plasmon: Oscillations of electron cloud against the fixed positive ions in a metal.
resonance: The selective response of an object or system that vibrates in step with an externally applied vibration.
surface plasmon resonance: The excitation of surface plasmons by light for planar or nanoparticle surfaces.
Before the Activity
- Decide to either purchase gold nanoparticles or have students synthesized their own as part of the experiment. Have students follow the steps below to fabricate the gold nanoparticles.
- Gather materials and make copies of the Thirsty for Gold Worksheet, one per student.
- For each group, use pipets to fill four vials with each electrolyte.
- Place all other supplies (pipets, glassware) at each lab station.
Gold Nanoparticle Fabrication (Student Instructions)
- Pour 20 ml of 1.0 mM HAuCl4 into a 50 ml beaker. Add a magnetic stir bar. Heat the solution to boiling on a stir/hot plate while stirring with the magnetic stir bar.
- After the solution begins to boil, add 2 ml of 38.8 mM Na3C6H5O7. Continue to boil and stir the solution until it is a deep red color (about 10 minutes). As the solution boils, add distilled water as needed to keep the total solution volume near 22 ml. How does the solution visibly change? The sodium citrate reduces the Au ions to nanoparticles of Au metal. Excess citrate anions in solution stick to the Au metal surface, giving an overall negative charge to each Au nanoparticle.
- When the solution is a deep red color, turn off the hot plate and stirrer. Cool the solution to room temperature.
- Place vials in a fume hood or on table as a central access location.
With the Students—Overall Procedure
- Divide the class into groups of three or four students each. Hand out the worksheets.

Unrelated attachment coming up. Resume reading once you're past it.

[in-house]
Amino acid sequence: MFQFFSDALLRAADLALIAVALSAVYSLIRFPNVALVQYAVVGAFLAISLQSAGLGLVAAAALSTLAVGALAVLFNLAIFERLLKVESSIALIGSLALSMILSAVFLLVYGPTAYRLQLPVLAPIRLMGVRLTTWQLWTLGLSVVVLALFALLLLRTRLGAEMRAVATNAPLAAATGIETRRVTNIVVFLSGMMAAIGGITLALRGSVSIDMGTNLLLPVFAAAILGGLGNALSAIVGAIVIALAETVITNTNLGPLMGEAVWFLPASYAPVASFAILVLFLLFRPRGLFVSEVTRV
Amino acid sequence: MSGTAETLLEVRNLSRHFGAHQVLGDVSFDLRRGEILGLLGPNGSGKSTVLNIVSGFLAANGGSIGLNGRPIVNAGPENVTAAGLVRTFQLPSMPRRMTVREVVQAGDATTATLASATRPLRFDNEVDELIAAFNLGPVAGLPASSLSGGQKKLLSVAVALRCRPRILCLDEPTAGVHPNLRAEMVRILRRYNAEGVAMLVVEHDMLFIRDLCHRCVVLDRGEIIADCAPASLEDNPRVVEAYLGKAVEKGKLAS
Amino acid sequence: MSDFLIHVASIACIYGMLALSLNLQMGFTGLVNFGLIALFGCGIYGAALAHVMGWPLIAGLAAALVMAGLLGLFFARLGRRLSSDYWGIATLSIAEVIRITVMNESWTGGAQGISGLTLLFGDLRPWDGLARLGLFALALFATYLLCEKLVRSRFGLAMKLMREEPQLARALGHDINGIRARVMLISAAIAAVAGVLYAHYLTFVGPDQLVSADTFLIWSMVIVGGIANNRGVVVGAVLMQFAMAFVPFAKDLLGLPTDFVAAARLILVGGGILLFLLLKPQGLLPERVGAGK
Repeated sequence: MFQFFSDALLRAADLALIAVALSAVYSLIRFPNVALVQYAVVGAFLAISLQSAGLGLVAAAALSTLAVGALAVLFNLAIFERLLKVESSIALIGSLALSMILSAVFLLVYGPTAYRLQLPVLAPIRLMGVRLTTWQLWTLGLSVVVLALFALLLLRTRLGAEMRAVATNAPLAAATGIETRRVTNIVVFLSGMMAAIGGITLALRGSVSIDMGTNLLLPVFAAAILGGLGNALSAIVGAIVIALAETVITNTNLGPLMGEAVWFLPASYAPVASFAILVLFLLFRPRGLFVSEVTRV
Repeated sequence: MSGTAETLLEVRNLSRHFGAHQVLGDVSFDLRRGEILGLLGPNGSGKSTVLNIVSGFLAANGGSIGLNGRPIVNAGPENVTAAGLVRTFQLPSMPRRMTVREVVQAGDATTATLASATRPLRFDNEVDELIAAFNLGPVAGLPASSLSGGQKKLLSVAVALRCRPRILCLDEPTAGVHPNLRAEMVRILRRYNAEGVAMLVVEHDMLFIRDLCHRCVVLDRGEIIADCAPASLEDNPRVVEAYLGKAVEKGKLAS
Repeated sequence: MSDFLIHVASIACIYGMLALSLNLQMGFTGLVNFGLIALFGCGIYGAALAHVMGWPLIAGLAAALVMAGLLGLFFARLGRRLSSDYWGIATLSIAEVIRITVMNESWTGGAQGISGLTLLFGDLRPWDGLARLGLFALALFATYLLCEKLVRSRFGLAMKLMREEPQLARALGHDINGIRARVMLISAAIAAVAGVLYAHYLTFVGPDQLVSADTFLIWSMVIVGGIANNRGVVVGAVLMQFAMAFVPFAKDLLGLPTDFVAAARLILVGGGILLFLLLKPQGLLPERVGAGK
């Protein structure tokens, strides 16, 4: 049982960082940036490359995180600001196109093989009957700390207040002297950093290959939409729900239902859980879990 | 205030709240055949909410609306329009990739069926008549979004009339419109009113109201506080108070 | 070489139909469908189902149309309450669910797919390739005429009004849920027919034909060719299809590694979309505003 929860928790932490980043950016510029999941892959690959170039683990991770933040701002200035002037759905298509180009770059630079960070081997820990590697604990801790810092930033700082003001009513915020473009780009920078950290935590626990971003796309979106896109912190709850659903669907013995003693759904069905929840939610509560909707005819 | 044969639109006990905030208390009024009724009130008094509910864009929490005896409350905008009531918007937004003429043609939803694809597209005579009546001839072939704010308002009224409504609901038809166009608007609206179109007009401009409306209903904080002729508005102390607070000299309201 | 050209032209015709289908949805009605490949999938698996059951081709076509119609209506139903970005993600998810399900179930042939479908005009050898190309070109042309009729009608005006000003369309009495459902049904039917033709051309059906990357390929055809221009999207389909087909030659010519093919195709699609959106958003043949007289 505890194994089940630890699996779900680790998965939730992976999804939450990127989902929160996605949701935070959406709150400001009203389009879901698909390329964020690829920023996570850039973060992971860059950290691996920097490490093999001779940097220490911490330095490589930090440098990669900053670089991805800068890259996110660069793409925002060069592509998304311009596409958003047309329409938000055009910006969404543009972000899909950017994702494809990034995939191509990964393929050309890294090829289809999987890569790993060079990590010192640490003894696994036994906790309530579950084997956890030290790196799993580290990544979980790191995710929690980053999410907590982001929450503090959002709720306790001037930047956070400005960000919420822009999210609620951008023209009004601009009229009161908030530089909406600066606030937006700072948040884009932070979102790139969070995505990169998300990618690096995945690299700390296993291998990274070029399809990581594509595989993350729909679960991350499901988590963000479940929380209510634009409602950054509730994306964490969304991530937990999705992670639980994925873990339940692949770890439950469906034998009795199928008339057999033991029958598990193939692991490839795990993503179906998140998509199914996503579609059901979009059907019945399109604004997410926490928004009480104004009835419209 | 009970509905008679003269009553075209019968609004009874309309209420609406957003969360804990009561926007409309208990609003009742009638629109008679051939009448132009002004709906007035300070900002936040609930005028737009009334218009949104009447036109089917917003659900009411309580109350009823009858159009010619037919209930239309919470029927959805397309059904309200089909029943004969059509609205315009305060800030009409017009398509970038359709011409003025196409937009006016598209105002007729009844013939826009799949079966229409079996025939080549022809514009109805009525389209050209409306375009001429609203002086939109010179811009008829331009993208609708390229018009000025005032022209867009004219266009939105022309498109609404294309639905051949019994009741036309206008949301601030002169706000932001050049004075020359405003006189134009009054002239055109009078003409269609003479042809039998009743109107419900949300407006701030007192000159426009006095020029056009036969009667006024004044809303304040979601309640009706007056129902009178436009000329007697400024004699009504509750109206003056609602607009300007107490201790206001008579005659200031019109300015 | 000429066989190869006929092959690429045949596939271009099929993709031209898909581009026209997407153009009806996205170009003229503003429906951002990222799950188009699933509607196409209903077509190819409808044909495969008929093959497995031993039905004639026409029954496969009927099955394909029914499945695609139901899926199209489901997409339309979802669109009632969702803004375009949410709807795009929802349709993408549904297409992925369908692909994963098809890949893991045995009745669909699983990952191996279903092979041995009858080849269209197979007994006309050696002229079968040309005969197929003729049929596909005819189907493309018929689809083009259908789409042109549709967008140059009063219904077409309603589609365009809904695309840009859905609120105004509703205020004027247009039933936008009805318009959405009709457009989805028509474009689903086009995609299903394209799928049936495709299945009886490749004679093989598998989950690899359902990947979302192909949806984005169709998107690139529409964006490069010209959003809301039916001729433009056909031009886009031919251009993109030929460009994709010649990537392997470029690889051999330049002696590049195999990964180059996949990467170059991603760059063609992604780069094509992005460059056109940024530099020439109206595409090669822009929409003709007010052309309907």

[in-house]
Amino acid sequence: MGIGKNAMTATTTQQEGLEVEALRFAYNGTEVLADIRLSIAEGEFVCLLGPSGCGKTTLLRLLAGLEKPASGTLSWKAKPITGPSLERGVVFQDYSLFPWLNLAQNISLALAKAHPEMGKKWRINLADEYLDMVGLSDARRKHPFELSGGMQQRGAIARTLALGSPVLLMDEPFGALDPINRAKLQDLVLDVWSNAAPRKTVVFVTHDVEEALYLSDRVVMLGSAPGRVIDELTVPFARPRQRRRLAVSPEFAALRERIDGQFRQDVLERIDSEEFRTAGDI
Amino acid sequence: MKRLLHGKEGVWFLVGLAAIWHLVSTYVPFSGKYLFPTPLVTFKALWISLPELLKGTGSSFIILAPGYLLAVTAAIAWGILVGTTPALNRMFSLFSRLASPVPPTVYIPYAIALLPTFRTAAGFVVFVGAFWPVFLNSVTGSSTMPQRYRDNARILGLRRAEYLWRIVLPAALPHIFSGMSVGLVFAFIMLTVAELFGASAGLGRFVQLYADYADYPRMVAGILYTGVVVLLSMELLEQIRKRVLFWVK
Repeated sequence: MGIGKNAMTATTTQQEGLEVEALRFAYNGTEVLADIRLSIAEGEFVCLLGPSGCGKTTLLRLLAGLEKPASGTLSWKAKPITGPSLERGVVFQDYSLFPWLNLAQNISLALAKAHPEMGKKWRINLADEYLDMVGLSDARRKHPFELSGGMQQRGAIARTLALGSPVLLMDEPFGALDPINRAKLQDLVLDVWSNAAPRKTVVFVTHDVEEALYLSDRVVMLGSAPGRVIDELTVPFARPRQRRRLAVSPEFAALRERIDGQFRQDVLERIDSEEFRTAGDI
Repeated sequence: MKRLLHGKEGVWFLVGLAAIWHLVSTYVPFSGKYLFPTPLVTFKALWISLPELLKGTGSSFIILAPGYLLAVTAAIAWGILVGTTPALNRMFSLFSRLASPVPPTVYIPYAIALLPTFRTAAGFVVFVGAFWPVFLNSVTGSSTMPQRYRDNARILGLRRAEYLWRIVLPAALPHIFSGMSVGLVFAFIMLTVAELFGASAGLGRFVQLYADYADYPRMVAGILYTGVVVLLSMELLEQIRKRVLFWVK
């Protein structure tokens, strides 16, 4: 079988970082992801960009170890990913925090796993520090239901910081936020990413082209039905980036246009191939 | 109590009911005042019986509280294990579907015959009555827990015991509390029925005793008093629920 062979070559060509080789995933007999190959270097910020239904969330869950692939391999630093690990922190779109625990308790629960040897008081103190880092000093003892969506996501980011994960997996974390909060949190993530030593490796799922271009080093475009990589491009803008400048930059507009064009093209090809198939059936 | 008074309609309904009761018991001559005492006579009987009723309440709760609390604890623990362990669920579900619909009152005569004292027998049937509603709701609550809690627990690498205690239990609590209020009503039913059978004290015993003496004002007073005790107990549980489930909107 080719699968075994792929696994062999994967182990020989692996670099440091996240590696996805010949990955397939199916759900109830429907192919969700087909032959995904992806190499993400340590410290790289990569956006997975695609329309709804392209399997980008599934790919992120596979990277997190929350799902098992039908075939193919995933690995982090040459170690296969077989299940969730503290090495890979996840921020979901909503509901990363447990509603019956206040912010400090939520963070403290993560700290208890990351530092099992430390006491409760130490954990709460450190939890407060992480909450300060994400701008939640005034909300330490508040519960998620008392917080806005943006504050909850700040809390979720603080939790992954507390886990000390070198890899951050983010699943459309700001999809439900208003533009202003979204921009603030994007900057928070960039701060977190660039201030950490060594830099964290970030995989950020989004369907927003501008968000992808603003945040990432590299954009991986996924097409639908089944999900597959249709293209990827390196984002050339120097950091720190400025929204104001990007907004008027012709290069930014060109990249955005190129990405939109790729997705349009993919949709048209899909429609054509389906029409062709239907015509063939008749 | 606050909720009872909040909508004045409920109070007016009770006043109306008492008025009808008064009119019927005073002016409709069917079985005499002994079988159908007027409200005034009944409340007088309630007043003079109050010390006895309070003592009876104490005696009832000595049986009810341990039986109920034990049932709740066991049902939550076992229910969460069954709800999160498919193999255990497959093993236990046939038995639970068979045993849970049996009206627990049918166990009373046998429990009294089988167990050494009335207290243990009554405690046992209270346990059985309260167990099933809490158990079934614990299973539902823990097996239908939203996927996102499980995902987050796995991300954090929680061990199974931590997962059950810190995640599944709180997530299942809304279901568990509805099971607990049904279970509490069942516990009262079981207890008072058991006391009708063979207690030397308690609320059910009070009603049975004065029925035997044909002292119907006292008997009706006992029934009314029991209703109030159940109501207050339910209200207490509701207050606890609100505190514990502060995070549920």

- Have students review the materials list on their worksheets to make sure they have all items.
- Have students answer the pre-activity questions on the worksheet.
- Have students read the worksheet, follow its instructions and answer its questions.
- Have students turn in their worksheets for grading.
- Conclude with a class discussion to compare results and conclusions, as described in the Assessment section.
Student Lab Procedure (also on the worksheet)
- Take four glass vials and add 3-4 drops of the gold nanoparticles to each.
- To each vial, add 2 drops of a different electrolyte and observe what happens to the color of the nanoparticles. Carefully keep track of which liquid was added to which vial.
- Record your observations in the worksheet data table.
- After recording your observations, answer the remaining worksheet questions.
- Clean up your lab station.
- All supplies used in this activity are safe.
- Handle gold nanoparticle solution vials with care and abide by laboratory safety and handling procedures, as necessary.
- Have students wear gloves and goggles.
- Dispose of the solutions in a glass waste container with screw-top lid.
To minimize waste, label the plastic pipets to denote which is used with each sports drink.
Worksheet: Have students answer the pre-activity questions about sports drinks. Review and discuss their predictions at activity end to gauge their understanding of the concepts.
Activity Embedded Assessment
Worksheet: The attached Thirsty for Gold Worksheet is designed to guide students in recording observations, analyzing their observations and drawing conclusions based on observations. Through this worksheet, they explore more general physics and chemistry concepts on light energy, wavelength, frequency, electrolytes, ionic bonding and chemical bonding. Students need to read questions thoroughly to identify pertinent information to solve each problem. Expect students to finish the worksheet in class.